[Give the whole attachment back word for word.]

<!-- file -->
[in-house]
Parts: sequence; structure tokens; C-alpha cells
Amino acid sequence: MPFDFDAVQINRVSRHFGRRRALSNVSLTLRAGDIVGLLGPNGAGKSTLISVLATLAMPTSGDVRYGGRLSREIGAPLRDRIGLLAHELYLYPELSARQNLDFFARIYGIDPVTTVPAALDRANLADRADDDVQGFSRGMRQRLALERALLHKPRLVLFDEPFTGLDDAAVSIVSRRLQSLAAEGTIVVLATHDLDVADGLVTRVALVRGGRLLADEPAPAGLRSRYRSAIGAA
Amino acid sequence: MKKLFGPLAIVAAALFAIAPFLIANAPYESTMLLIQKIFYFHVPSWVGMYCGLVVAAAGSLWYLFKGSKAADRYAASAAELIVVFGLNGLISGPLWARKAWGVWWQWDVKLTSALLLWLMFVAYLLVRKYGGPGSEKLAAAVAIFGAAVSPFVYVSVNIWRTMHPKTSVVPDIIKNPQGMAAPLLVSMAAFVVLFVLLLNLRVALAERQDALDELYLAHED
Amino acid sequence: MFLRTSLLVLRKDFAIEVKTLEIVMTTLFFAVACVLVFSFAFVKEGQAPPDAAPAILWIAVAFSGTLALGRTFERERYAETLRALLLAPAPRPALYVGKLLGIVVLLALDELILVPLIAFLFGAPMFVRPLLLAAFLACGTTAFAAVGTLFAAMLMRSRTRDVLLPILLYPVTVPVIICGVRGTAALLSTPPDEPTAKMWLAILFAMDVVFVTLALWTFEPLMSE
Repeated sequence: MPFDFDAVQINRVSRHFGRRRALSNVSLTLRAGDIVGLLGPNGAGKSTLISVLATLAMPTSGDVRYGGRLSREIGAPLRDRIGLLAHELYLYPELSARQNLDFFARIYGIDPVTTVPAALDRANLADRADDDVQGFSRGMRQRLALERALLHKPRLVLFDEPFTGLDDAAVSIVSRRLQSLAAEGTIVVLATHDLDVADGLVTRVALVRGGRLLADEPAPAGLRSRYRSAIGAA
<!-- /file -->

[in-house]
Parts: sequence; structure tokens; C-alpha cells
Amino acid sequence: MPFDFDAVQINRVSRHFGRRRALSNVSLTLRAGDIVGLLGPNGAGKSTLISVLATLAMPTSGDVRYGGRLSREIGAPLRDRIGLLAHELYLYPELSARQNLDFFARIYGIDPVTTVPAALDRANLADRADDDVQGFSRGMRQRLALERALLHKPRLVLFDEPFTGLDDAAVSIVSRRLQSLAAEGTIVVLATHDLDVADGLVTRVALVRGGRLLADEPAPAGLRSRYRSAIGAA
Amino acid sequence: MKKLFGPLAIVAAALFAIAPFLIANAPYESTMLLIQKIFYFHVPSWVGMYCGLVVAAAGSLWYLFKGSKAADRYAASAAELIVVFGLNGLISGPLWARKAWGVWWQWDVKLTSALLLWLMFVAYLLVRKYGGPGSEKLAAAVAIFGAAVSPFVYVSVNIWRTMHPKTSVVPDIIKNPQGMAAPLLVSMAAFVVLFVLLLNLRVALAERQDALDELYLAHED
Amino acid sequence: MFLRTSLLVLRKDFAIEVKTLEIVMTTLFFAVACVLVFSFAFVKEGQAPPDAAPAILWIAVAFSGTLALGRTFERERYAETLRALLLAPAPRPALYVGKLLGIVVLLALDELILVPLIAFLFGAPMFVRPLLLAAFLACGTTAFAAVGTLFAAMLMRSRTRDVLLPILLYPVTVPVIICGVRGTAALLSTPPDEPTAKMWLAILFAMDVVFVTLALWTFEPLMSE
Repeated sequence: MPFDFDAVQINRVSRHFGRRRALSNVSLTLRAGDIVGLLGPNGAGKSTLISVLATLAMPTSGDVRYGGRLSREIGAPLRDRIGLLAHELYLYPELSARQNLDFFARIYGIDPVTTVPAALDRANLADRADDDVQGFSRGMRQRLALERALLHKPRLVLFDEPFTGLDDAAVSIVSRRLQSLAAEGTIVVLATHDLDVADGLVTRVALVRGGRLLADEPAPAGLRSRYRSAIGAA